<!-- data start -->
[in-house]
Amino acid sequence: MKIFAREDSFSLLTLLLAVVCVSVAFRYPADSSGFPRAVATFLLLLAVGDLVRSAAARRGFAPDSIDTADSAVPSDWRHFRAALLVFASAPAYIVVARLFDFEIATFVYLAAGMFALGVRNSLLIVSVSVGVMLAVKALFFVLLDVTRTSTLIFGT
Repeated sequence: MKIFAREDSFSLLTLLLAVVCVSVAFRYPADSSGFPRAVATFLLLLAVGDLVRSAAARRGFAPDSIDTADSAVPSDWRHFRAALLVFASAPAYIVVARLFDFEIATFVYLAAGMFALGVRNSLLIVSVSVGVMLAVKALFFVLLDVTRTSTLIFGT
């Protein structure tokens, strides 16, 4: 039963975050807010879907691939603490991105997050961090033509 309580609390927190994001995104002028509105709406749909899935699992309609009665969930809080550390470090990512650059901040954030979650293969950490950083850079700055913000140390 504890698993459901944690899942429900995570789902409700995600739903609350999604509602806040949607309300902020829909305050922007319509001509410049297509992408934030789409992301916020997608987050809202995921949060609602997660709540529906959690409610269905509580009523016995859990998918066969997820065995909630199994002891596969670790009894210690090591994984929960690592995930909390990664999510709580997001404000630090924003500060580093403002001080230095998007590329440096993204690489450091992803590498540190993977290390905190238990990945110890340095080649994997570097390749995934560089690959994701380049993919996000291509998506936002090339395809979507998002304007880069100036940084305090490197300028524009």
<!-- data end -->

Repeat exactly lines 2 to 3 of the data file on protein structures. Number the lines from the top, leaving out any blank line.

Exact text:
Amino acid sequence: MKIFAREDSFSLLTLLLAVVCVSVAFRYPADSSGFPRAVATFLLLLAVGDLVRSAAARRGFAPDSIDTADSAVPSDWRHFRAALLVFASAPAYIVVARLFDFEIATFVYLAAGMFALGVRNSLLIVSVSVGVMLAVKALFFVLLDVTRTSTLIFGT
Repeated sequence: MKIFAREDSFSLLTLLLAVVCVSVAFRYPADSSGFPRAVATFLLLLAVGDLVRSAAARRGFAPDSIDTADSAVPSDWRHFRAALLVFASAPAYIVVARLFDFEIATFVYLAAGMFALGVRNSLLIVSVSVGVMLAVKALFFVLLDVTRTSTLIFGT